He came to oDesk because he had a unique problem: a client in Long Beach, Ca., requested integration with a legacy system, and the system — a VAX mainframe — had become so rare that there are very few programmers left who can write code for it. Olson needed someone who both knew VAX and had the newer networking and application development skills the project required. Even with nearly 120,000 providers on oDesk, it took awhile to find the right person. But find him they did, in Florida. So, remotely, a Florida provider worked for a North Carolina company serving a California client, and everyone was happy. (You can read the whole story here.)
Q: Since that initial project, have you continued to hire oDesk providers — and for what?
A: We've begun to start. We're looking to outsource odd jobs, tasks that we don't have skill sets for internally. First, we ask whether we have the skill sets in house for this. If not, we look at oDesk. Second, is this a one-time change? If it is, we look at oDesk.
Q: At this point, are you regularly relying on the same providers, or do you find yourself hiring from scratch as each project arises?
A: Honestly, hiring from scratch. We go after specialists, not generalists, so we need to find new folks often.
Q: Your product includes the ability to monitor the work developers do on a project, much the way oDesk allows buyers to look at providers' work in progress through the Work Diary. As software creates new levels of transparency in the workplace, what are the key challenges that come along with that change?
A: The number one challenge is the cultural challenge posed by full transparency. The second challenge is educating people on interpretation of the data. Facts empower better decision-making, but you have to understand that these facts can be distorted or taken out of context to make poor decisions. It's important, like with any data, to be smart and look at the whole picture.
Q: With the economy in such turmoil, do you find yourself planning to turn over more work to outsourced workers, or to minimize such projects entirely until the economy clears up?
A: I definitely think we'll look to outsource where it makes sense. Hiring a full-time person is a huge commitment for a small company and reduces flexibility. Outsourcing provides flexibility and the ability to be more creative in the sourcing of activities.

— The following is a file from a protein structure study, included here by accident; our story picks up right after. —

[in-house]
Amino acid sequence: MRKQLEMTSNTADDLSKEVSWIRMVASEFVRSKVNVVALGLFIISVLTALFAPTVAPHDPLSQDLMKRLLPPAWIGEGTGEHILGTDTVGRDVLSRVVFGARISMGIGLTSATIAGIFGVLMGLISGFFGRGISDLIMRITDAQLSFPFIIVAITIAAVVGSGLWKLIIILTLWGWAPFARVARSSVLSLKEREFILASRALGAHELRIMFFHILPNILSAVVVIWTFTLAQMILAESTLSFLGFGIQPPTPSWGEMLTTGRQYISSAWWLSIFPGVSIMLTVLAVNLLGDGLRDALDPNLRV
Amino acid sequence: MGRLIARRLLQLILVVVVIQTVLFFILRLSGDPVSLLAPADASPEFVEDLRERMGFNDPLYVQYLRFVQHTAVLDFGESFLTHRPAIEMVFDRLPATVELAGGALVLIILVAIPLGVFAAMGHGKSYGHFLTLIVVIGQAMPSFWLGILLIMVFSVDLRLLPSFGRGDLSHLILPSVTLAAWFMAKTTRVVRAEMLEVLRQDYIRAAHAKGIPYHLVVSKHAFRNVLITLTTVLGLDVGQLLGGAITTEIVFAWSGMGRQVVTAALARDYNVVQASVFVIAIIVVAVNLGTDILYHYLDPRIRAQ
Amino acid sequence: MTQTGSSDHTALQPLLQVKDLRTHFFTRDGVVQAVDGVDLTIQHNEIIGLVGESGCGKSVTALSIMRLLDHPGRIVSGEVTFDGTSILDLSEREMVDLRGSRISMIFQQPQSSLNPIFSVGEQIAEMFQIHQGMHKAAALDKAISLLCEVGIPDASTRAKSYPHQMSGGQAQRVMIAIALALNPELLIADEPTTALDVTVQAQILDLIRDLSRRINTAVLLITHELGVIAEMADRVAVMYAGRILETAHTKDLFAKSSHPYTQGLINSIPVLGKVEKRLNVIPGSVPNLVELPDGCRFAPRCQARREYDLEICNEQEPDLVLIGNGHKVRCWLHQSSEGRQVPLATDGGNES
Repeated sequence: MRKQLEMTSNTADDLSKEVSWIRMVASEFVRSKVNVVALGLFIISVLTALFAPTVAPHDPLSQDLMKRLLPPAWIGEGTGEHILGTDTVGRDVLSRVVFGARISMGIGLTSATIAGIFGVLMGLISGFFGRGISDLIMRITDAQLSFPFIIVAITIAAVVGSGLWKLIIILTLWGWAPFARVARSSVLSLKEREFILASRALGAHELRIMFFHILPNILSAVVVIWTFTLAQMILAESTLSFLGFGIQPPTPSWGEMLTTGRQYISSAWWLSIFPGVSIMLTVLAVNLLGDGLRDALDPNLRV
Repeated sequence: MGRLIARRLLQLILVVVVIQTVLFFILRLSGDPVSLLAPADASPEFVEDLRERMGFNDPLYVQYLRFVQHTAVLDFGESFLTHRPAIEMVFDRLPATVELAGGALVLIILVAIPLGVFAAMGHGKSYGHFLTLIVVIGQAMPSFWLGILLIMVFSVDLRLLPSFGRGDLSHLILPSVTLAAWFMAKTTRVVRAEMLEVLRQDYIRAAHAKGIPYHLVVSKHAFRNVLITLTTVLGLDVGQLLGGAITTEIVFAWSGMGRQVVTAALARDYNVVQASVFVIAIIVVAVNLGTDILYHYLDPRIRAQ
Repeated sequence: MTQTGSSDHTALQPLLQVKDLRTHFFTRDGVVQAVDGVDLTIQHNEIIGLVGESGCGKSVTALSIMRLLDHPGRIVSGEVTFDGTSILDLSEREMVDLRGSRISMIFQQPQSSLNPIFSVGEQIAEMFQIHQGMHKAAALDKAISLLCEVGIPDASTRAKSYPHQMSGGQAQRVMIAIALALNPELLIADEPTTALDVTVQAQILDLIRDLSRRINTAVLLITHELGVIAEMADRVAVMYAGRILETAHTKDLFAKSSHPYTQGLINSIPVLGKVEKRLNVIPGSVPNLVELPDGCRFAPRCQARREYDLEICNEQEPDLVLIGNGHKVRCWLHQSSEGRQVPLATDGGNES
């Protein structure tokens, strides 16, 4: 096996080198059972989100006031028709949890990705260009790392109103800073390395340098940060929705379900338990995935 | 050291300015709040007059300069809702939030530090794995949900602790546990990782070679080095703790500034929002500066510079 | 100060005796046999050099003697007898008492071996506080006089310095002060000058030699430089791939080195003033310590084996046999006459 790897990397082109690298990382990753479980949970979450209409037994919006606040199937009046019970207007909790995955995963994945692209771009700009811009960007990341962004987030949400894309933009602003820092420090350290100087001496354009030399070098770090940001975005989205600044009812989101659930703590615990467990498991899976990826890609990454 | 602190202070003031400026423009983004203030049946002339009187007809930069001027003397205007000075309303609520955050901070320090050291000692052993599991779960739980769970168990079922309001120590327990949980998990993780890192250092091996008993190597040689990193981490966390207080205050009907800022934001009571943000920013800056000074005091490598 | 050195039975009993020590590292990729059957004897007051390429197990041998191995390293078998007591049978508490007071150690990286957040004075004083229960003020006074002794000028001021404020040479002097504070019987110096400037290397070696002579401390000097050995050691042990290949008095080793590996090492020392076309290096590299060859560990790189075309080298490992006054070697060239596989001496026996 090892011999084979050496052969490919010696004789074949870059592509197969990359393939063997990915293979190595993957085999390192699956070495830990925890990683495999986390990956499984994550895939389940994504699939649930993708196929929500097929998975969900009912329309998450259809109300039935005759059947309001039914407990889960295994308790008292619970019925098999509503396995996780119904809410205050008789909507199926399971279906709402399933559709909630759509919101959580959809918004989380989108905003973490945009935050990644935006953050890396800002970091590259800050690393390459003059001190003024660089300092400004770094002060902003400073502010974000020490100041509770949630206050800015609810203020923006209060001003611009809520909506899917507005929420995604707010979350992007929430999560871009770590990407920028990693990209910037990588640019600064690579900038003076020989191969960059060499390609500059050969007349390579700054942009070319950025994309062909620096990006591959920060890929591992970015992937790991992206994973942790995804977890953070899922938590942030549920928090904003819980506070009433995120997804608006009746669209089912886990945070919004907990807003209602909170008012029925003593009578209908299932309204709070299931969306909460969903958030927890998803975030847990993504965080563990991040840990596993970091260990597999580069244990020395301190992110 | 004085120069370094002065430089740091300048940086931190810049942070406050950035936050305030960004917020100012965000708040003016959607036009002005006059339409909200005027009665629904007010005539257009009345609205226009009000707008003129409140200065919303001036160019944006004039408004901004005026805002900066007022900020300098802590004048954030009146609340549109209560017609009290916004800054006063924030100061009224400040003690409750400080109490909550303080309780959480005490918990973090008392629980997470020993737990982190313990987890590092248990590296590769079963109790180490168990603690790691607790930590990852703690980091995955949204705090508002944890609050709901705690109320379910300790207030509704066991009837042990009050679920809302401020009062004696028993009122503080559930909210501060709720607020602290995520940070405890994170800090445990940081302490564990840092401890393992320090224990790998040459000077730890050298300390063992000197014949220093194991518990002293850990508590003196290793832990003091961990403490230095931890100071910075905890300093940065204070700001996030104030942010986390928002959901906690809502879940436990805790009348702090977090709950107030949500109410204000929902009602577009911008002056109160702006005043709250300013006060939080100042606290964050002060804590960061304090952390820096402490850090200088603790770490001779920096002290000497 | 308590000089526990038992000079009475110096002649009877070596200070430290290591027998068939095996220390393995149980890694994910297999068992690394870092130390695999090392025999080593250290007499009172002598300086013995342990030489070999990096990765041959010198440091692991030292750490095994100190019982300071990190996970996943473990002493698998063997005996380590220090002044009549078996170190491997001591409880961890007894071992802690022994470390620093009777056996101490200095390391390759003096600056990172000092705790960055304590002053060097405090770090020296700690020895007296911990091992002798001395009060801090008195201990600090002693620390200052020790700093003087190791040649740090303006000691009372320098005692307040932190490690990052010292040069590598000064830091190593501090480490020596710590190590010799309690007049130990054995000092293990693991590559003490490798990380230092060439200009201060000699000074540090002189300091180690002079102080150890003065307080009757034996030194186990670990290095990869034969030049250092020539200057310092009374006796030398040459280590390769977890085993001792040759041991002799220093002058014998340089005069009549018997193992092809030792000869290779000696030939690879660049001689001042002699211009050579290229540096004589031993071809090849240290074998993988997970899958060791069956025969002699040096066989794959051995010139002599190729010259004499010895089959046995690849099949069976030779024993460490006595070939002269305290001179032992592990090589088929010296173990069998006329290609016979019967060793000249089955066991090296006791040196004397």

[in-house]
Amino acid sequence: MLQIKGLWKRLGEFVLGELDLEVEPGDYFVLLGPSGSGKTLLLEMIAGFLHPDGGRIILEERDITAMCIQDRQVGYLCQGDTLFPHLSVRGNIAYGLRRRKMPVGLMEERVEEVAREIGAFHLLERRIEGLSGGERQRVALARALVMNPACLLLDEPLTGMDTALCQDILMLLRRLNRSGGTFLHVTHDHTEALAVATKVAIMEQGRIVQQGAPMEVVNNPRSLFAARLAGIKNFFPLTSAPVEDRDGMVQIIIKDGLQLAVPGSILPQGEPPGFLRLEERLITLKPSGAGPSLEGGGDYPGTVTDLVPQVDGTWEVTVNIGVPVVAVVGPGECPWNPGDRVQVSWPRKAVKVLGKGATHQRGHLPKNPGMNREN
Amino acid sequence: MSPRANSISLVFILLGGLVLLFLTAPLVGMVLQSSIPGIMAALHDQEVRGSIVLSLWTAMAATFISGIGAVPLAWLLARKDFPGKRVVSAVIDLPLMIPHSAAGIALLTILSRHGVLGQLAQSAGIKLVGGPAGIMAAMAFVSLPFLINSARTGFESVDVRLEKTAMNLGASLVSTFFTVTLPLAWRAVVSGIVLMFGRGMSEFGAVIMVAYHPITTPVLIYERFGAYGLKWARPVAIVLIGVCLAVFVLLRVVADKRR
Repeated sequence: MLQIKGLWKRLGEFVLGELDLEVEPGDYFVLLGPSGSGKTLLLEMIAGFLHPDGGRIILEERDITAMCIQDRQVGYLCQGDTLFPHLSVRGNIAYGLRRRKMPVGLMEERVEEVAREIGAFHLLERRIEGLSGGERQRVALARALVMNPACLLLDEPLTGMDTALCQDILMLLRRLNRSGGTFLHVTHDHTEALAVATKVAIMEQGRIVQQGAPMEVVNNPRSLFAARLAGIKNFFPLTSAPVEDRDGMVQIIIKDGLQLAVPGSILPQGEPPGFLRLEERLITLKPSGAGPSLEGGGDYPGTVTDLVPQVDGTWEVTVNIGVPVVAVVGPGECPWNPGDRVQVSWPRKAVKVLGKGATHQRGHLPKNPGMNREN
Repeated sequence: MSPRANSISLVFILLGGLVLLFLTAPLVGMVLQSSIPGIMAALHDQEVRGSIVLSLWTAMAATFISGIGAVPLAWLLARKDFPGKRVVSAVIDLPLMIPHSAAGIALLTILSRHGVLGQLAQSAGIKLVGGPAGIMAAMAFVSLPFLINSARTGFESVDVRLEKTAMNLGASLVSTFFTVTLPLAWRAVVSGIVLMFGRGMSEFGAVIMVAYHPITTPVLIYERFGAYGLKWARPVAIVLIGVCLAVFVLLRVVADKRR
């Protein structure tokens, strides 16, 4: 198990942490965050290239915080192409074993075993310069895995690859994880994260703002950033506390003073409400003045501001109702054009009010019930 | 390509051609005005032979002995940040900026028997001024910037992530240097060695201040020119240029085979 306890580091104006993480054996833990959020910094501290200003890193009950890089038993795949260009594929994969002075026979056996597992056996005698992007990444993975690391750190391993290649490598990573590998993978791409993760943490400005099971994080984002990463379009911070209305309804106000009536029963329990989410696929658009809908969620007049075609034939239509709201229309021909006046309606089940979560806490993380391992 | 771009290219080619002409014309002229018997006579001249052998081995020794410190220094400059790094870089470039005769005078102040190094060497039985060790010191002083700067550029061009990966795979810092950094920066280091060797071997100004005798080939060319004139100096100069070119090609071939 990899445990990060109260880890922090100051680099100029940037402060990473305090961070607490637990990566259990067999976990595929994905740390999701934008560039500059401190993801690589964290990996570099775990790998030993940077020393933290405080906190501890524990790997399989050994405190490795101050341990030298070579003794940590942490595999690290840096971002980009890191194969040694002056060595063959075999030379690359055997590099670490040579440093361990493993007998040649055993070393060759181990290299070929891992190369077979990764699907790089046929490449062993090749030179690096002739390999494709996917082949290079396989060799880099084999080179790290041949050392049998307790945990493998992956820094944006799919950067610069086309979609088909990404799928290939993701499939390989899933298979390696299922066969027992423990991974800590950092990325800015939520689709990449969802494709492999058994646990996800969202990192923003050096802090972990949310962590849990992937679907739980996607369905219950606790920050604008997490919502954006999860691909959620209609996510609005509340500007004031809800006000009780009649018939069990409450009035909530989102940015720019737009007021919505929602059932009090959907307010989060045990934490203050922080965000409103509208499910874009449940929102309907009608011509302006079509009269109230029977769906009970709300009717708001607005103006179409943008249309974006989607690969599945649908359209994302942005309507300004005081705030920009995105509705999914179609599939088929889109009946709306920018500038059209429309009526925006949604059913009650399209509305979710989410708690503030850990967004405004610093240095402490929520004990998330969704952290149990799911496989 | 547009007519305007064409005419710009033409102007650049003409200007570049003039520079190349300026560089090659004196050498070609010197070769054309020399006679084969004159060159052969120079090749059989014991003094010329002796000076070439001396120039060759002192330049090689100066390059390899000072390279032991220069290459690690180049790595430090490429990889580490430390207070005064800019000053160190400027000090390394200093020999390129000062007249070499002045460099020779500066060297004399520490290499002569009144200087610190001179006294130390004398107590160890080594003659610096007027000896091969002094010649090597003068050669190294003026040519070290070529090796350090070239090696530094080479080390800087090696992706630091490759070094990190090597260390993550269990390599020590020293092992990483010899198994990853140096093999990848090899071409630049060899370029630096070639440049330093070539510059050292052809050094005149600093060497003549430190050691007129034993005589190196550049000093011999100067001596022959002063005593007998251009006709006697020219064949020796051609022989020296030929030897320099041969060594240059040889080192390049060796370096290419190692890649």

Q: What recommendations do you have for buyers moving forward in this downturn?
A: First, evaluate your technology needs and see what people you currently have who are absolutely critical and cannot be replaced. For all else, evaluate whether outsourcing makes sense. In the past, I had good people who simply weren't fully utilized. This is a great opportunity to use something like oDesk. Having a full-time employee and paying benefits for 10 hours a week of work isn't wise.
Second, don't shy away from business opportunities due to lack of skills. Often, folks will say, "It will take forever to hire someone with those specific skills," and they'll decide to turn down business that requires a unique skill set. Honestly, I never thought I'd be able to support the VAX legacy system the customer requested. I was fully prepared to fail. I was really surprised when I found more than one possible resource on oDesk.
In an economy like this, the companies that respond best to customer needs will do the best.
Q: What advice do you have for providers looking to continue their freelance success in the face of the current downturn?
A: Continue to work hard on broadening and deepening skill sets. It's absolutely survival of the fittest. I think most customers want the absolute best possible resource. Being just another PHP developer or something is not as attractive as being one who has a larger variety of skills, strong certifications, etc.
Q: What would be your top tip to providers on how to better present themselves in responding to a job post?
A: List all your skills, even the ones you think are niche or legacy. You never know when someone may be looking for that specific skill set.
Q: What's the most important lesson you've learned as a buyer, in how attract or select the best applicants?
A: Be specific in your requests. Conduct a detailed interview and ask how the applicant will solve the problem. Make sure there's a plan in place and that the individual understands what they are getting in to. The number one cause of failure in any software project is poor requirements. The better you can think about and document what you want, the better the experience will be.